Elvira Northington has been a foster parent in upstate New York for 20 years. These days, she’s the president of the Western New York Foster and Adoptive Families Association, a foster parent support group that meets monthly in Buffalo. Below, she talks about her experiences with foster parenting and becoming an advocate for foster parents.
Getting Started in Foster Parenting
My husband and I are the parents of eight children: three are biological and five were adopted from foster care. Through years of caring for so many children in the community, family members and church members would tell us, “Y’all would be great foster parents” or “Why aren’t you guys foster parents?” We were caring for my mom at the time. When she passed, we decided to take the foster care classes. That was 20 years ago.
At that time, our plan was that we would foster only. We didn’t have plans to adopt and wanted to foster children who were around the ages of the children in the home. Our thoughts were the parents would do what was required of them and the children could go back home. Well, so much for that plan, you see. We’ve adopted five of them.
Forming a Group for Parents
In 2003, the parent group was formed from a resolution session on the challenges facing foster/adoptive families, and we signed on. We became incorporated in 2005. Shortly after, I became secretary, then vice president and now president. We meet monthly to discuss challenges, issues, behaviors, share experiences, tools/techniques, discuss changes in foster care laws, plan trainings and events that promote social environments for the families.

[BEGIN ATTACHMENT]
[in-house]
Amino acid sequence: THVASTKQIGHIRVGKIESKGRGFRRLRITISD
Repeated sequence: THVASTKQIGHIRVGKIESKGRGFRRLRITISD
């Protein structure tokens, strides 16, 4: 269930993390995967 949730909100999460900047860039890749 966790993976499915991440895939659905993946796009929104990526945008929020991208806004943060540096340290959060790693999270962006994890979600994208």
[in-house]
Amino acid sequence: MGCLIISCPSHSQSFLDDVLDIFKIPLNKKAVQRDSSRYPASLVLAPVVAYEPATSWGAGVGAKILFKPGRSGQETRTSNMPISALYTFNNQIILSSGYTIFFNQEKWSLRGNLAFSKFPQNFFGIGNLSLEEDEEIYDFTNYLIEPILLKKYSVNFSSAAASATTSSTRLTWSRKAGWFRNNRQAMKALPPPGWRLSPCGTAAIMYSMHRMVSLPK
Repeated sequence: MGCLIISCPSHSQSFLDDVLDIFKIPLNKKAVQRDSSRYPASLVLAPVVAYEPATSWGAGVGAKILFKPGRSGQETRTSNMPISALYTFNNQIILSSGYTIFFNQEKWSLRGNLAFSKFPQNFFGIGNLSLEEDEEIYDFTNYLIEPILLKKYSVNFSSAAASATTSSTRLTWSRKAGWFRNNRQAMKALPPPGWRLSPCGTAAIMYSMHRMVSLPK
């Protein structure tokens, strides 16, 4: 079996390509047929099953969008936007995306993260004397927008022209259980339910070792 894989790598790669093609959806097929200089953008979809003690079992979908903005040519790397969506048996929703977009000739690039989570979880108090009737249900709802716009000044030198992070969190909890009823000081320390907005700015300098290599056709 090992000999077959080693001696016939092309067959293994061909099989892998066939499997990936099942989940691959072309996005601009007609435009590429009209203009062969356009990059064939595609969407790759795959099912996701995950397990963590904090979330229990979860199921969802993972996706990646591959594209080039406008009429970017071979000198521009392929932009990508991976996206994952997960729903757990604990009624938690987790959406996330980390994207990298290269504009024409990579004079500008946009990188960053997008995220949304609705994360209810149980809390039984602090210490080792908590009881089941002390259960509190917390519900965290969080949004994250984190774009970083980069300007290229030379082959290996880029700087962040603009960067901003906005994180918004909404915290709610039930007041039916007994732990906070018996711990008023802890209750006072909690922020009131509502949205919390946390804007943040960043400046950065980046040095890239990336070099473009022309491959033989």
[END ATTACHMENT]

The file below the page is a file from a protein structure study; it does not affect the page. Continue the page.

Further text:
Agency Support for Parents
Some of the challenges for foster parents are asking and getting help when they need it for fear of backlash from their agency or caseworkers. Another challenge for foster parents is navigating the system for services they need for the children and/or themselves, understanding the court system and knowing who to contact for information. Most foster parents don’t know their rights, the foster child’s rights or that they even have rights. There’s such an inconsistency of information from worker to worker and agency to agency.
Agencies can do better by parents with better communication and less intimidation and by disregarding their own inability when it comes to identifying foster parents’ abilities and strengths. Agencies can provide more family support, respite, training for both staff and parents, especially on adoptive realities and standards.
The most common reasons foster parents are not always comfortable seeking help is fear of backlash from their caseworker, department or agency, fears of the child being removed from their home or not receiving future placements. Also, they may have been misled to believe there is no support available to them or they have sought help unsuccessfully in the past so they don’t try again.
Why Do You Foster?
I foster because it’s my calling and purpose in life to nurture, to be a safe place and give them a sense of normalcy during a transitional time in their life and hopefully to give them something that would help them in life going forward.